A crisis (from the Greek κρίσις - krisis;[1] plural: “crises”; adjectival form: “critical”) is any event that is, or expected to lead to, an unstable and dangerous situation affecting an individual, group, community, or whole society. Crises are deemed to be negative changes in the security, economic, political, societal, or environmental affairs, especially when they occur abruptly, with little or no warning. More loosely, it is a term meaning ‘a testing time’ or an ‘emergency event’.


  49. - Anon. - Wednesday, Jun 12, 13 @ 12:44 pm:

    ==what has been underfunded in the past will never be underfunded again.==

    Really? You can’t talk about things being “underfunded again” until they stop being underfunded, and this whole crisis is caused by unwillingness or inability to live with the “ramp” whose purpose is to pay off the underfunding. Being able to talk about “underfunding in the past” is a long way off unless the State can reneg on its contractual obligations.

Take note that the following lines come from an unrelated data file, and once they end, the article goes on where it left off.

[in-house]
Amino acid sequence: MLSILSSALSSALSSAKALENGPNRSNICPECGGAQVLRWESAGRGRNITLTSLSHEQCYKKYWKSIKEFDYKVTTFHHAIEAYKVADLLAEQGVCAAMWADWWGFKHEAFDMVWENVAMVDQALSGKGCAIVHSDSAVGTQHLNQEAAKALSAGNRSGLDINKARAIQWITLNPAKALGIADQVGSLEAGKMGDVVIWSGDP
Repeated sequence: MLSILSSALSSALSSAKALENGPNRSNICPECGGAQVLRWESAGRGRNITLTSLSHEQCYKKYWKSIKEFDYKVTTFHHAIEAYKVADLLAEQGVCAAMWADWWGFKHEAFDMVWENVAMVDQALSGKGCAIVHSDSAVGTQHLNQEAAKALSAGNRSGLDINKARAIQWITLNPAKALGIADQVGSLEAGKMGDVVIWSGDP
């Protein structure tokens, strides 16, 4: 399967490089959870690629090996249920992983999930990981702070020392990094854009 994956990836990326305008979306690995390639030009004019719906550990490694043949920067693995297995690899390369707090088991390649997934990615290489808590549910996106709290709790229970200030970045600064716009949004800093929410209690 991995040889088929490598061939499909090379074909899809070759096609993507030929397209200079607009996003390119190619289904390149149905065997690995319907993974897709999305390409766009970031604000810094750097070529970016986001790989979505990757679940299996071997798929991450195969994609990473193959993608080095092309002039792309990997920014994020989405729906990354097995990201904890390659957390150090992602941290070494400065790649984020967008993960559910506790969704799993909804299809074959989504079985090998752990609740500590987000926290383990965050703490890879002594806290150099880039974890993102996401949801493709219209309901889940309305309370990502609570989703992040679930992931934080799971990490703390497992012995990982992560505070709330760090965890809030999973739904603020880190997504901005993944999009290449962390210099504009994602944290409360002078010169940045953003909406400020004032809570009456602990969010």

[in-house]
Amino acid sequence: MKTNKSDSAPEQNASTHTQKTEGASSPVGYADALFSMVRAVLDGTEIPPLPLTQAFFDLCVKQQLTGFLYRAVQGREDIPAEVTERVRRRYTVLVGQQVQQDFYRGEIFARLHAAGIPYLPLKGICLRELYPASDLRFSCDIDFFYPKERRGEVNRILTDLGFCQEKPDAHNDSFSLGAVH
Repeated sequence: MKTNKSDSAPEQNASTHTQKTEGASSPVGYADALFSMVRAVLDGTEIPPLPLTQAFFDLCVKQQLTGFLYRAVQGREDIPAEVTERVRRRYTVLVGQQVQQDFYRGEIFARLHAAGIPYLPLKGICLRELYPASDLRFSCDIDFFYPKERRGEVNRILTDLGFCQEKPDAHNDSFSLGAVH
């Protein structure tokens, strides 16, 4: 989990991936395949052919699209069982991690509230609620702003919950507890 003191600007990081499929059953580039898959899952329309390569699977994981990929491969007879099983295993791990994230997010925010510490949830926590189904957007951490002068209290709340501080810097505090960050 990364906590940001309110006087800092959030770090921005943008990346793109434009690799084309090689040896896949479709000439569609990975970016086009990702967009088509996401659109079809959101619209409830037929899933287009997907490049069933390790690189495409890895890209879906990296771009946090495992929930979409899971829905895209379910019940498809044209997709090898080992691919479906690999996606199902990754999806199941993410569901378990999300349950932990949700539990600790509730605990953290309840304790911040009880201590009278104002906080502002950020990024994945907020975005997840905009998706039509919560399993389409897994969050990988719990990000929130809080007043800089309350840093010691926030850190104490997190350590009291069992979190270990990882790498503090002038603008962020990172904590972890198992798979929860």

50. - facts are stubborn things - Wednesday, Jun 12, 13 @ 12:54 pm:

    This whole pension issue comes down to people wanting to hold on to power. Spend the penson dollars to keep power and then pay the pension dollars back by taking it from those who have earned it — to keep power. If the GA told the truth, then they would be held accountable and might not be put back into office ie. loss of power.


  51. - Union Man - Wednesday, Jun 12, 13 @ 1:00 pm:

    MJM needs to bring SB2404 to the House for a vote!! Even with all the proposed legislation there are NO guarantees in place that the General Assembly will meet their yearly obligations and if the past is any indication they won’t! They also need to reign in spending!! Otherwise they will be back blaming the retirees again in a few years!!